When deciding on which server to invest in, space, performance, scalability, budget and initial specifications are all important factors to consider.
Read on for a simple guide on the advantages and limitations of rack, blade and tower servers. We’ll help you find which type best fits your requirements.
Standardised rack servers are measured in units (U’s) that are 1.75 inches tall and 19 inches wide. They are mounted inside Racks that can reach up to 10 feet in height, allowing office server rooms and data centres to make the most of available floor space. Rack servers are typically general-purpose servers that support a broad range of applications and computing infrastructure.
Pros & Cons
As well as making the most of available floor space in server rooms and data centres, rack servers are self-contained units, holding everything necessary to run as a stand-alone or networked system. However, the densely populated racks require more cooling units which can raise energy costs. This, in turn, requires more maintenance, as dense racks require more troubleshooting and management time.
A blade server is a server enclosure that holds multiple modular circuit boards called server blades. Stripped down to the CPUs, network controllers, memory, and sometimes storage drives, blade servers have high processing power. Any video cards or other components that are needed are facilitated by the server chassis. Balde servers can scale to high performance levels as long as the data centre has sufficient cooling and energy to support the dense infrastructure.
Pros & Cons
Components like switches, ports and power connectors are shared through the chassis which can result in low energy spend; Instead of powering and cooling multiple servers, the chassis supplies power to multiple blade servers. Over time, operating costs are minimal, but initial capital, deployment and configuration costs can be high.
Blade servers provide high processing power while taking up minimal space in data canters and server rooms, can host primary operating systems and applications, databases, web services and other enterprise-level applications. However, high density servers require advanced climate control; heating, cooling, and ventilation are all necessary in order to maintain blade server performance.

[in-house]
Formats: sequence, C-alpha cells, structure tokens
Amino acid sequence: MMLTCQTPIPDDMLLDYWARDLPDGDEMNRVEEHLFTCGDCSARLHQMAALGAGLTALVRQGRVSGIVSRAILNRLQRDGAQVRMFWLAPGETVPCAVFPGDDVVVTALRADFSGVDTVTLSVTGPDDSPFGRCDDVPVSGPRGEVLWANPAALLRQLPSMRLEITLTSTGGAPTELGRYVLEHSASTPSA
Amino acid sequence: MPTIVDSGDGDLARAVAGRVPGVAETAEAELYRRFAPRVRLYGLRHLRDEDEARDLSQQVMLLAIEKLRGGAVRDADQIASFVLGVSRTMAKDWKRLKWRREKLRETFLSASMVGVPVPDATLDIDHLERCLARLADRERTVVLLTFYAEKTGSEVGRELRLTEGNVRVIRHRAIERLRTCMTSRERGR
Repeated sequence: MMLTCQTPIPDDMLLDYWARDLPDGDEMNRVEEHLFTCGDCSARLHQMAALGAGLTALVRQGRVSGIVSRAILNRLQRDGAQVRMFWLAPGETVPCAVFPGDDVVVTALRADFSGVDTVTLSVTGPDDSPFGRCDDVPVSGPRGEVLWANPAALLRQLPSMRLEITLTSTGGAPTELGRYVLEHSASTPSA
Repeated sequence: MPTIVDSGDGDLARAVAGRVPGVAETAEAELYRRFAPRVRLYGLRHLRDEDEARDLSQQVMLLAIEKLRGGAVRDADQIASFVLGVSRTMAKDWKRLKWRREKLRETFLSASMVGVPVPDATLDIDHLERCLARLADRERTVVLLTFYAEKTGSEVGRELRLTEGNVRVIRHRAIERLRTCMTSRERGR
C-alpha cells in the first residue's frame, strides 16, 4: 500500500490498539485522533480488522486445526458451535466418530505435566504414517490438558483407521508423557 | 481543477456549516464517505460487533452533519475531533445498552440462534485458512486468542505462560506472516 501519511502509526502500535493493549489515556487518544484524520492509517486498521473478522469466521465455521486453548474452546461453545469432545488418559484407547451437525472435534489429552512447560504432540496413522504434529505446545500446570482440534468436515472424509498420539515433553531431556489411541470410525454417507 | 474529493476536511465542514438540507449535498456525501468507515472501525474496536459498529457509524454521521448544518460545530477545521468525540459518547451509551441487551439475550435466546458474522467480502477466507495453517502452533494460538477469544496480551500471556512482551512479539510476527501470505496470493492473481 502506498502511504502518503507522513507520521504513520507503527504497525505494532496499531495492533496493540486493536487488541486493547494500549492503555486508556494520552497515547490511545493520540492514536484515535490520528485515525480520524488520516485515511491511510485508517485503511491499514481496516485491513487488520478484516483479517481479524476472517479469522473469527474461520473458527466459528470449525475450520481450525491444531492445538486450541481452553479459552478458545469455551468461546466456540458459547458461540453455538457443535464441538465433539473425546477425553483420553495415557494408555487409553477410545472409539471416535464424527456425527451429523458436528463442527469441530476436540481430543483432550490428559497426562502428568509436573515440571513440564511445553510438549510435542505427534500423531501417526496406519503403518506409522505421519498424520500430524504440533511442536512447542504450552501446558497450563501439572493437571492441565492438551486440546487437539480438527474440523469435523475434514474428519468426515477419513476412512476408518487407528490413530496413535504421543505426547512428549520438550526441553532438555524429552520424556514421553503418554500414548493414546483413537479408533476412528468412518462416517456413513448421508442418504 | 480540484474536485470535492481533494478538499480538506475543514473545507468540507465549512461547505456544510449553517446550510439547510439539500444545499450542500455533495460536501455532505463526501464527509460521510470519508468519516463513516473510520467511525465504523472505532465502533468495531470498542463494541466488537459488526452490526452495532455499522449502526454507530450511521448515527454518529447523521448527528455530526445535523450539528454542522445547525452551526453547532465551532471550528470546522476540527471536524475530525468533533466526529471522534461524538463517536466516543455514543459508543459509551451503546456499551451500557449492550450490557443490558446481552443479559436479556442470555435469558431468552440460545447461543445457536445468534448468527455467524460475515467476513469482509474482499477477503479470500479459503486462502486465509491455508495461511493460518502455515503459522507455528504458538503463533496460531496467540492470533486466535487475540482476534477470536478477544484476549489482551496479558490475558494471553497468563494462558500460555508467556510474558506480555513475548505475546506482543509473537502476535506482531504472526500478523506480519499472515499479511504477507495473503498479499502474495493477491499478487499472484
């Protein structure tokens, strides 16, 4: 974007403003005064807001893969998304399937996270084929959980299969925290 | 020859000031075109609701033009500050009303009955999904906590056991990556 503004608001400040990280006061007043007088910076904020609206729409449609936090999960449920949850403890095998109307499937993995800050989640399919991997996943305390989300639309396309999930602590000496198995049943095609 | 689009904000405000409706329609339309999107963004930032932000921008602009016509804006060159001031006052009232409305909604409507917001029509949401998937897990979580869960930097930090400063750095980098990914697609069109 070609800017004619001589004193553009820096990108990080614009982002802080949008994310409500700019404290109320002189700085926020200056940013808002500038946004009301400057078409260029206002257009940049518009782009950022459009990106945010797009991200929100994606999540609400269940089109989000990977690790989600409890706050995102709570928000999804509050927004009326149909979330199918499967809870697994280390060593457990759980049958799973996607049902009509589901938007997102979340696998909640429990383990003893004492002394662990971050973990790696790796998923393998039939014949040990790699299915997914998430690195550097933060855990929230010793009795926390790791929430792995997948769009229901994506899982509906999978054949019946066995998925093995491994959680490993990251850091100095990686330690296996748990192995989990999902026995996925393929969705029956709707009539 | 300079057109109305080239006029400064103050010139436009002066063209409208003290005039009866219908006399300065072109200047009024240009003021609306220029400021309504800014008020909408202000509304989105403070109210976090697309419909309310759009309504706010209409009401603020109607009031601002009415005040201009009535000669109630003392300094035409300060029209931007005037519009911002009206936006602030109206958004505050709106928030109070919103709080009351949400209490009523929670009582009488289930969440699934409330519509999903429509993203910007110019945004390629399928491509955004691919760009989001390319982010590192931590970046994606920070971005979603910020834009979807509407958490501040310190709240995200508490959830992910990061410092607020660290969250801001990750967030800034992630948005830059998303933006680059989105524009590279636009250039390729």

In a stand-alone chassis configuration, tower servers are manufactured with minimal components and software. This allows the owner to heavily customise the server to fit the specific tasks they require. Tower servers can be customised into general-purpose servers, communication servers, web servers, or network servers that integrate using HTTP protocols.
Pros & Cons
Tower servers come with minimal configuration, so IT can customise and upgrade them based on business needs, making these servers less expensive to buy than a fully loaded server. With their low component density, tower servers are less expensive to cool than dense Rack servers.
However, high-end hardware components when configuring the server will raise the price considerably. They require opening the enclosure to troubleshoot and add or upgrade internal components.
“ What footprint and architecture suits your computing needs“
All three server types can work in your server room or data centre, and all are capable of high-performance. It essentially comes down to what footprint and architecture suits your computing needs and data centre build.
Bytestock hold a huge range of Dell and HP rack, blade and tower servers. Check out the full range here and configure your server.